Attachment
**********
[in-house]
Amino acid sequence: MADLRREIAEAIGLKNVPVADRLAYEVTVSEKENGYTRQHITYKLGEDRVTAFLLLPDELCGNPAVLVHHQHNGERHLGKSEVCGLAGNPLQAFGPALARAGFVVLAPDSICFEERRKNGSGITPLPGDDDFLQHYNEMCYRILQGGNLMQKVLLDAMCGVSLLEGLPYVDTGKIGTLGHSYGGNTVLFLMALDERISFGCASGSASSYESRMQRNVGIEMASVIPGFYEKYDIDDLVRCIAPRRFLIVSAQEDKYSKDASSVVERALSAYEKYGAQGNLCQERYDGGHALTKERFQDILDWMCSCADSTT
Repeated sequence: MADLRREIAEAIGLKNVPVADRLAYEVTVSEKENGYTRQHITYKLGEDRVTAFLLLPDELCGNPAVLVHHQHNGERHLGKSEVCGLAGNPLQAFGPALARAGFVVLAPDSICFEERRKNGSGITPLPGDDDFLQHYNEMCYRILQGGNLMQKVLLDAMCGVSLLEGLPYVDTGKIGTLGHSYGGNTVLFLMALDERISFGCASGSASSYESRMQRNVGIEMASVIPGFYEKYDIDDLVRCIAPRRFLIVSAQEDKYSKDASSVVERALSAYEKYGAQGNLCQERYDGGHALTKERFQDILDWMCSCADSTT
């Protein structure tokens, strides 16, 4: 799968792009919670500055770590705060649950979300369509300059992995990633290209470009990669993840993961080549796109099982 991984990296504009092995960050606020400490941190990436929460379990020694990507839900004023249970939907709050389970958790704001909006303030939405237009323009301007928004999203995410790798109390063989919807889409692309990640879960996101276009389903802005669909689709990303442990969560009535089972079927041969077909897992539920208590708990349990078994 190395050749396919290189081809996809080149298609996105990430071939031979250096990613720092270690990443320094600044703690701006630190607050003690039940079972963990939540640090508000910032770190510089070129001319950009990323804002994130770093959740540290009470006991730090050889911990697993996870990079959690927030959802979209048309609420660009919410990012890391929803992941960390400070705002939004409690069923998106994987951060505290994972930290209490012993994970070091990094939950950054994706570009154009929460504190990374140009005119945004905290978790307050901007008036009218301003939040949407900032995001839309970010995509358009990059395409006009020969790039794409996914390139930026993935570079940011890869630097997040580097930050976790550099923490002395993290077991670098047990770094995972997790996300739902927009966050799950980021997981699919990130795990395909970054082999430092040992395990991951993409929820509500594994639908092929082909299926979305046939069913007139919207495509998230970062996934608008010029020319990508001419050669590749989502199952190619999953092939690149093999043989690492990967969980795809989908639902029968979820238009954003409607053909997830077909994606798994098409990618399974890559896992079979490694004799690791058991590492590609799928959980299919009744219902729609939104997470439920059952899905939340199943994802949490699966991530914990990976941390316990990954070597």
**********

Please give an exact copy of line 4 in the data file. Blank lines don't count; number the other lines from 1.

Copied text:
């Protein structure tokens, strides 16, 4: 799968792009919670500055770590705060649950979300369509300059992995990633290209470009990669993840993961080549796109099982 991984990296504009092995960050606020400490941190990436929460379990020694990507839900004023249970939907709050389970958790704001909006303030939405237009323009301007928004999203995410790798109390063989919807889409692309990640879960996101276009389903802005669909689709990303442990969560009535089972079927041969077909897992539920208590708990349990078994 190395050749396919290189081809996809080149298609996105990430071939031979250096990613720092270690990443320094600044703690701006630190607050003690039940079972963990939540640090508000910032770190510089070129001319950009990323804002994130770093959740540290009470006991730090050889911990697993996870990079959690927030959802979209048309609420660009919410990012890391929803992941960390400070705002939004409690069923998106994987951060505290994972930290209490012993994970070091990094939950950054994706570009154009929460504190990374140009005119945004905290978790307050901007008036009218301003939040949407900032995001839309970010995509358009990059395409006009020969790039794409996914390139930026993935570079940011890869630097997040580097930050976790550099923490002395993290077991670098047990770094995972997790996300739902927009966050799950980021997981699919990130795990395909970054082999430092040992395990991951993409929820509500594994639908092929082909299926979305046939069913007139919207495509998230970062996934608008010029020319990508001419050669590749989502199952190619999953092939690149093999043989690492990967969980795809989908639902029968979820238009954003409607053909997830077909994606798994098409990618399974890559896992079979490694004799690791058991590492590609799928959980299919009744219902729609939104997470439920059952899905939340199943994802949490699966991530914990990976941390316990990954070597």